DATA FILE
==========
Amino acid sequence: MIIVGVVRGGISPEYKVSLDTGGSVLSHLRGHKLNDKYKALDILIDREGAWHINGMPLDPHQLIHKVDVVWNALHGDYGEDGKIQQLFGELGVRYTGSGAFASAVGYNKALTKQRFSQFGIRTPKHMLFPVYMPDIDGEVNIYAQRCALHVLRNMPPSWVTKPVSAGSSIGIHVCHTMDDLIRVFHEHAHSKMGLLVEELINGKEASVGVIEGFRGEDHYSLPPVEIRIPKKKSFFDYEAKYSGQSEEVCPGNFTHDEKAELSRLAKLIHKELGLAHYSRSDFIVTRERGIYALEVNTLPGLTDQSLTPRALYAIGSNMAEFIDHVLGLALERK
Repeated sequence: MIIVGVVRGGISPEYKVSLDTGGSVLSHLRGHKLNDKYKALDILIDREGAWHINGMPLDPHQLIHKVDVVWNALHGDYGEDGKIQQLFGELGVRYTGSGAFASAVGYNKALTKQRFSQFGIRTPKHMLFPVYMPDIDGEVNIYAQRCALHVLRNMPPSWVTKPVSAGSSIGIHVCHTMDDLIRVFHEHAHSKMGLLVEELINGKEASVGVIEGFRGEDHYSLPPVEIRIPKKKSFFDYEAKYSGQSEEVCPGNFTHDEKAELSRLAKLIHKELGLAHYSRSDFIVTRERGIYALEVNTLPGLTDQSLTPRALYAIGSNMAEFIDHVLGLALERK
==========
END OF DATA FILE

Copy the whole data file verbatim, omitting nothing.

Amino acid sequence: MIIVGVVRGGISPEYKVSLDTGGSVLSHLRGHKLNDKYKALDILIDREGAWHINGMPLDPHQLIHKVDVVWNALHGDYGEDGKIQQLFGELGVRYTGSGAFASAVGYNKALTKQRFSQFGIRTPKHMLFPVYMPDIDGEVNIYAQRCALHVLRNMPPSWVTKPVSAGSSIGIHVCHTMDDLIRVFHEHAHSKMGLLVEELINGKEASVGVIEGFRGEDHYSLPPVEIRIPKKKSFFDYEAKYSGQSEEVCPGNFTHDEKAELSRLAKLIHKELGLAHYSRSDFIVTRERGIYALEVNTLPGLTDQSLTPRALYAIGSNMAEFIDHVLGLALERK
Repeated sequence: MIIVGVVRGGISPEYKVSLDTGGSVLSHLRGHKLNDKYKALDILIDREGAWHINGMPLDPHQLIHKVDVVWNALHGDYGEDGKIQQLFGELGVRYTGSGAFASAVGYNKALTKQRFSQFGIRTPKHMLFPVYMPDIDGEVNIYAQRCALHVLRNMPPSWVTKPVSAGSSIGIHVCHTMDDLIRVFHEHAHSKMGLLVEELINGKEASVGVIEGFRGEDHYSLPPVEIRIPKKKSFFDYEAKYSGQSEEVCPGNFTHDEKAELSRLAKLIHKELGLAHYSRSDFIVTRERGIYALEVNTLPGLTDQSLTPRALYAIGSNMAEFIDHVLGLALERK